Thursday, November 11, 2010

Screenwriting Mistake #30: Copyrighted material

One mistake that I see frequently is when people try to incorporate existing songs, TV shows and other movies into their own scripts. The most frequent way that people do this is by naming the songs that they want to play during particular scenes, usually over montages. While the Turtles have made more money in royalties from romantic comedy courtship montages that feature the song “Happy Together” than most groups will make in a lifetime, not every group wants their songs to be used in movies, and not every director will agree with your choice of songs. Plus, if you write a song into your movie, then the studio must pay the royalties for it, whether it fits into their marketing plan for the movie or not.

Another way that this problem comes up in screenplays is when characters are watching a certain TV show or movie. The times that I’ve seen this in screenplays have usually been when the author was trying to make an allusion to another story that is similar to his script, or sometimes to use a well-known scene to underscore a point that the author is trying to make. While this does sometimes make a scene extremely cute (such as when Elliot kisses the girl in “E.T.” while E.T. watches an identical movie scene), it’s better to leave this sort of thing out of a spec script because it will always count against you to some degree.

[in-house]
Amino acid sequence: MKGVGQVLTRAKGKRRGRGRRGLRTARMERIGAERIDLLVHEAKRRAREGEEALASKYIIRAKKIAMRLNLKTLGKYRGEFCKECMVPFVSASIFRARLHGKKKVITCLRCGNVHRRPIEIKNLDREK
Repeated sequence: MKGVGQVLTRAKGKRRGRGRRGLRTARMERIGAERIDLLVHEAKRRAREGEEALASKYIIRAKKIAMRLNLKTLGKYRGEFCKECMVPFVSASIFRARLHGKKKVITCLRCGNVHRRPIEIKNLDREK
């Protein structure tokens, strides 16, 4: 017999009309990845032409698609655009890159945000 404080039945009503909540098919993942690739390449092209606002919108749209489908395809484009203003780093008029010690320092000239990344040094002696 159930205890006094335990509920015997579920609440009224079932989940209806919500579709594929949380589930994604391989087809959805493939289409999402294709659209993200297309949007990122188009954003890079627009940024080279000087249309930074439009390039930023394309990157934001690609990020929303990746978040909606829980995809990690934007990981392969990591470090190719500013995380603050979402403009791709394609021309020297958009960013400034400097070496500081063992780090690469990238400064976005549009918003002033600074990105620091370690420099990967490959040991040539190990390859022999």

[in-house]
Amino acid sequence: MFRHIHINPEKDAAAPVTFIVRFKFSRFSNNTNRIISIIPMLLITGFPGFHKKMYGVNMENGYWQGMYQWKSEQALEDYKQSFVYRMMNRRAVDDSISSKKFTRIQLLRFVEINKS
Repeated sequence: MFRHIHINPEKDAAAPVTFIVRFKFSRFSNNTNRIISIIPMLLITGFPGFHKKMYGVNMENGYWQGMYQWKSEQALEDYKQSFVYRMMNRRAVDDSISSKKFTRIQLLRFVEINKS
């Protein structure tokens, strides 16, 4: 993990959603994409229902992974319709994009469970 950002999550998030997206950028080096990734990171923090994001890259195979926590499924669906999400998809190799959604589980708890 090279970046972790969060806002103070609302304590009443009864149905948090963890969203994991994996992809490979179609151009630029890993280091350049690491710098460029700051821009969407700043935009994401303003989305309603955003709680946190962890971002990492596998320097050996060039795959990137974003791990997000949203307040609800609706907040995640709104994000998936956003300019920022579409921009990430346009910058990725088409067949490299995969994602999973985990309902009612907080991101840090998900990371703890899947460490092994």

If you feel like you need a particular song or a TV or movie clip in order to tell your story, then chances are that you are leaning on existing works to help you tell your story instead of relying on your own creativity to make your point in a unique way. Being unique is always better, so try to take any elements of your script that incorporate copyrighted materials and turn it into something so unique and memorable that future screenwriters will be alluding to it in their scripts. Unless they’ve read this blog post, of course.

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